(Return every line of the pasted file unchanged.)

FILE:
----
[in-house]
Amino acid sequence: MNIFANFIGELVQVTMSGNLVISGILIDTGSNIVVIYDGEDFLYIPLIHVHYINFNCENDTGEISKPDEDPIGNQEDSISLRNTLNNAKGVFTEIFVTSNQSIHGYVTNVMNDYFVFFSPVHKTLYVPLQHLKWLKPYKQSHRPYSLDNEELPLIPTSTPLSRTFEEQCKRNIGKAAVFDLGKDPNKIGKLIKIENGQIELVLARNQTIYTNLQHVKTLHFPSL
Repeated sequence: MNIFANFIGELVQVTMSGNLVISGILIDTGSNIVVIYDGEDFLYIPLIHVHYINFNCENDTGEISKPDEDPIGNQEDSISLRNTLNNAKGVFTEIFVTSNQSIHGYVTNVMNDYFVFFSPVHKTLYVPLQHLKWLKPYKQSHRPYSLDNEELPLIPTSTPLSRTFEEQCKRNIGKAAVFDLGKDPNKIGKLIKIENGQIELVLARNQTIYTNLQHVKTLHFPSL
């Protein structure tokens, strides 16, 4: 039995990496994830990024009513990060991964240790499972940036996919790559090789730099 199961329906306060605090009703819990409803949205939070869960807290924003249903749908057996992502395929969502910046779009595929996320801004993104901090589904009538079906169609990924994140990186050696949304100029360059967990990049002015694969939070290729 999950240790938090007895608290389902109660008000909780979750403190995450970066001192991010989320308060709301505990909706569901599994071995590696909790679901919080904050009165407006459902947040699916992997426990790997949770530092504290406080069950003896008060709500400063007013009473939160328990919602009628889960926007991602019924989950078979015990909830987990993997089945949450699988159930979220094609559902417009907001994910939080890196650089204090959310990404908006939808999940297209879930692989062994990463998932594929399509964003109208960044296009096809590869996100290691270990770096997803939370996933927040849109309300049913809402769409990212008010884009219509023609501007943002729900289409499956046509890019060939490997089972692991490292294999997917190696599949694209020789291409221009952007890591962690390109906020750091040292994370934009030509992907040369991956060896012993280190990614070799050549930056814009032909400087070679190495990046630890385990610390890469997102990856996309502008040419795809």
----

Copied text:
[in-house]
Amino acid sequence: MNIFANFIGELVQVTMSGNLVISGILIDTGSNIVVIYDGEDFLYIPLIHVHYINFNCENDTGEISKPDEDPIGNQEDSISLRNTLNNAKGVFTEIFVTSNQSIHGYVTNVMNDYFVFFSPVHKTLYVPLQHLKWLKPYKQSHRPYSLDNEELPLIPTSTPLSRTFEEQCKRNIGKAAVFDLGKDPNKIGKLIKIENGQIELVLARNQTIYTNLQHVKTLHFPSL
Repeated sequence: MNIFANFIGELVQVTMSGNLVISGILIDTGSNIVVIYDGEDFLYIPLIHVHYINFNCENDTGEISKPDEDPIGNQEDSISLRNTLNNAKGVFTEIFVTSNQSIHGYVTNVMNDYFVFFSPVHKTLYVPLQHLKWLKPYKQSHRPYSLDNEELPLIPTSTPLSRTFEEQCKRNIGKAAVFDLGKDPNKIGKLIKIENGQIELVLARNQTIYTNLQHVKTLHFPSL
């Protein structure tokens, strides 16, 4: 039995990496994830990024009513990060991964240790499972940036996919790559090789730099 199961329906306060605090009703819990409803949205939070869960807290924003249903749908057996992502395929969502910046779009595929996320801004993104901090589904009538079906169609990924994140990186050696949304100029360059967990990049002015694969939070290729 999950240790938090007895608290389902109660008000909780979750403190995450970066001192991010989320308060709301505990909706569901599994071995590696909790679901919080904050009165407006459902947040699916992997426990790997949770530092504290406080069950003896008060709500400063007013009473939160328990919602009628889960926007991602019924989950078979015990909830987990993997089945949450699988159930979220094609559902417009907001994910939080890196650089204090959310990404908006939808999940297209879930692989062994990463998932594929399509964003109208960044296009096809590869996100290691270990770096997803939370996933927040849109309300049913809402769409990212008010884009219509023609501007943002729900289409499956046509890019060939490997089972692991490292294999997917190696599949694209020789291409221009952007890591962690390109906020750091040292994370934009030509992907040369991956060896012993280190990614070799050549930056814009032909400087070679190495990046630890385990610390890469997102990856996309502008040419795809």